A flower shop outside Krishna Temple in Bur Dubai Image Credit: Pankaj Sharma/Gulf News

Dubai: In a quiet cobbled alleyway of Bur Dubai, the door of the Imam House opens out to the courtyard of an ancient Hindu temple called Haveli, built more than 100 years ago — 1902 to be precise.

The muezzin’s call rises, calling the faithful for the Maghrib prayer, while the bells of the aarti ring out in celebration of worship of the deity Krishna. And this has been happening for well over a century.

“Proximity brings clarity, distance creates misunderstanding. We have lived with the Hindus in our midst for a long time. They worship, we follow our faith, and we connect as people. There has never been any problem.” Majid Noor, an Emirati, who runs a wholesale store in the textile market that houses the ancient mosque and temple complex of Dubai, told Gulf News. His father Mohammad Noor, who is 80 years old, set up the shop nearly 50 years ago.

Mohammad said: “The land for the temple, next to the mosque, was given by the Ruler… why would any of us have a problem? We all lived in peace. I was born here, I used live in this area, never saw any issue. We used to see them having their celebrations; we followed our traditions – there has always been peaceful co-existence.”

The textile market was originally known as Souq Al Banian, which means the market for the ‘Banian’ community. The trading communities from the Sub-continent that arrived in the late 1800s and settled in Bur Dubai close to the Creek were called ‘Banian’. The first group of traders of the Bhatia clan from the Sindh province of Pakistan was from Thatta. The second migration took place about 60 years later and were Sindhi families from Gwadar, now a part of Pakistan but once ruled by Oman. They were all Hindus by faith.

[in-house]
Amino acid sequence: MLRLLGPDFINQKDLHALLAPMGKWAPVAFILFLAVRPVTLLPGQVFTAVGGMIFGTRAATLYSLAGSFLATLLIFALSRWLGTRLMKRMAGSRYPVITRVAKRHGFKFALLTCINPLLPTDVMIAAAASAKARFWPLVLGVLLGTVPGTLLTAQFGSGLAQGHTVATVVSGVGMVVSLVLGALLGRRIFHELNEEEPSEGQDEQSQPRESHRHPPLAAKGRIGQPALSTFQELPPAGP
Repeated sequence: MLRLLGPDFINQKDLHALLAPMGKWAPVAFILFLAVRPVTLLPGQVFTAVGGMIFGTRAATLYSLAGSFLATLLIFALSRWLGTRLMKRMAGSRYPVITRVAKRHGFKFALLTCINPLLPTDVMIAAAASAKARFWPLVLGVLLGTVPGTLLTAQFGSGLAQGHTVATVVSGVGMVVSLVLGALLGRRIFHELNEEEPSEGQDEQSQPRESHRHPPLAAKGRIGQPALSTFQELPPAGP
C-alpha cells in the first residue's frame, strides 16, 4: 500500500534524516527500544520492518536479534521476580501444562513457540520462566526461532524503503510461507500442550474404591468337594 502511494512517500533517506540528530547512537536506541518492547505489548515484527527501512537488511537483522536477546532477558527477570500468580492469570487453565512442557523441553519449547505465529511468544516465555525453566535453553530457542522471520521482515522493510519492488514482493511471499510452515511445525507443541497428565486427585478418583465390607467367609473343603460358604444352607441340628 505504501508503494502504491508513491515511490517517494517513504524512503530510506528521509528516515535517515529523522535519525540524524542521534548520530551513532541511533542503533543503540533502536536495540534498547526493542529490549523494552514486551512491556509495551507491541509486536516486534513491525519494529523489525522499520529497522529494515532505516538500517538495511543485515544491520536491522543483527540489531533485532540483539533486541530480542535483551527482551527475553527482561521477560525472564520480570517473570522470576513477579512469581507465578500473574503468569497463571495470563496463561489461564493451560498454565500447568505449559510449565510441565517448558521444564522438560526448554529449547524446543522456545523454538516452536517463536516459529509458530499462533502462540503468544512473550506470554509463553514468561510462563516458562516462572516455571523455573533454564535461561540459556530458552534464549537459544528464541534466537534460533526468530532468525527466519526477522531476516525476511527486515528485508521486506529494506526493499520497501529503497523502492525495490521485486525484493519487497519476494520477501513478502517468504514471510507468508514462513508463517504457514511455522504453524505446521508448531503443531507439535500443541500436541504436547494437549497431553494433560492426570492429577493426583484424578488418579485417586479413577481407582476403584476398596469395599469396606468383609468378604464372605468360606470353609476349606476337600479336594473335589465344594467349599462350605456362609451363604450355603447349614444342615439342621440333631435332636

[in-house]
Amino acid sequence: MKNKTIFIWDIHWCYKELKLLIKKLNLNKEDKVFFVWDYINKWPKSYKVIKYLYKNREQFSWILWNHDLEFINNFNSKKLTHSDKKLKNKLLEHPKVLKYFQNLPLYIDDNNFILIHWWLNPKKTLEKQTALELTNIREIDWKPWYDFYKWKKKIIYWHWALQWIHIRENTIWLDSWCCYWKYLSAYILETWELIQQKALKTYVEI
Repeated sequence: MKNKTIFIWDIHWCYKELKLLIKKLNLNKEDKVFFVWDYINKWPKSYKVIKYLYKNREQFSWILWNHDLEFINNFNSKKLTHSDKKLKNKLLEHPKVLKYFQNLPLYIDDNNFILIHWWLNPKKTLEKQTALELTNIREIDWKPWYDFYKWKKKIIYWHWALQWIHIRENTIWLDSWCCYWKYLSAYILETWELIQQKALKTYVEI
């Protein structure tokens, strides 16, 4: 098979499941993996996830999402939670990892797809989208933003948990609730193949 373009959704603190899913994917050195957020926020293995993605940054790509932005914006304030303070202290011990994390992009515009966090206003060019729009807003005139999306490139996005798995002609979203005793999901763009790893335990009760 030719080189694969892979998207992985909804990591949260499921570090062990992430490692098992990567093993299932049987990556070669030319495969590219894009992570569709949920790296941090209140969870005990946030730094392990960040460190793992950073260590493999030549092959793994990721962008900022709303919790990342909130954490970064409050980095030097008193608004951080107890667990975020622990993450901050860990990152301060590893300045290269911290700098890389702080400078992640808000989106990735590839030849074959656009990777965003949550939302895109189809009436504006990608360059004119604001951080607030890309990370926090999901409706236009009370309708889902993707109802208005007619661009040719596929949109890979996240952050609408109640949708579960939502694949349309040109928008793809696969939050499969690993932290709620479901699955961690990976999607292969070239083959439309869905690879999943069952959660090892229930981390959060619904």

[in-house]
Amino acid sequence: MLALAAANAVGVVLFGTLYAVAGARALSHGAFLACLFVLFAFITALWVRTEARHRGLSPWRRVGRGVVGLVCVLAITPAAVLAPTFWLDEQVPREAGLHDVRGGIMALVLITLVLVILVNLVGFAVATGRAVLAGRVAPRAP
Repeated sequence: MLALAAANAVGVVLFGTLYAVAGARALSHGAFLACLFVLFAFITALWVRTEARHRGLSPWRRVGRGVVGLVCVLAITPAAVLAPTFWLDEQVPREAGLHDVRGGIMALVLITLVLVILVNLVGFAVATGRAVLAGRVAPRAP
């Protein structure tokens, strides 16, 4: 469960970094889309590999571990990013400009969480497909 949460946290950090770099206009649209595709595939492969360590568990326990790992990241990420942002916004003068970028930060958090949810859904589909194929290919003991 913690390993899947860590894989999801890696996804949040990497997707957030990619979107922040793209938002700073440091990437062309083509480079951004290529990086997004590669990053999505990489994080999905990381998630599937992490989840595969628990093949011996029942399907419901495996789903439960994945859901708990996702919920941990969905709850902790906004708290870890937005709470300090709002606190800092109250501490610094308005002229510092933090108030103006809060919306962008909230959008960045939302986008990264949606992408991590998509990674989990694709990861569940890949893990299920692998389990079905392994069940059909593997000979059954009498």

“Since the 1820s many traders used to pass through the UAE, it has always been open and people were allowed to practice their religion. We have always been accepting. The UAE has always been based on freedom of religion - the moment you accept the existence of a person in your country, you are also accepting their religion,” Abdullah Bin Jassim Al Mutairi, told Gulf News. He is Advisor to the Chairman of the Dubai Arts and Culture Authority.

“My grandfather arrived in Dubai in 1850, my father in 1895… I came in 1942. The temple [Haveli] was already established when I arrived [to work in the family business]. Life was very simple, no Hindu-Muslim issues… everything was very trustworthy,” 91-year-old Maghanmal J. Pacholia said. He has been part of the Haveli’s managing committee for decades.

“We hear of things happening in all parts of the world, including India and Pakistan. It’s everywhere, but you don’t feel any impact here. The administration, discipline and rule of law have been good.”

Bharatbhai Shah, an Indian businessman, who has spent 68 years in the Middle East, added: “The tolerance I experience in the UAE is equal to India. I don’t miss India here. There is no hindrance in my religious practice here because of the tolerance, although it is an Islamic country surrounded by Muslim countries.”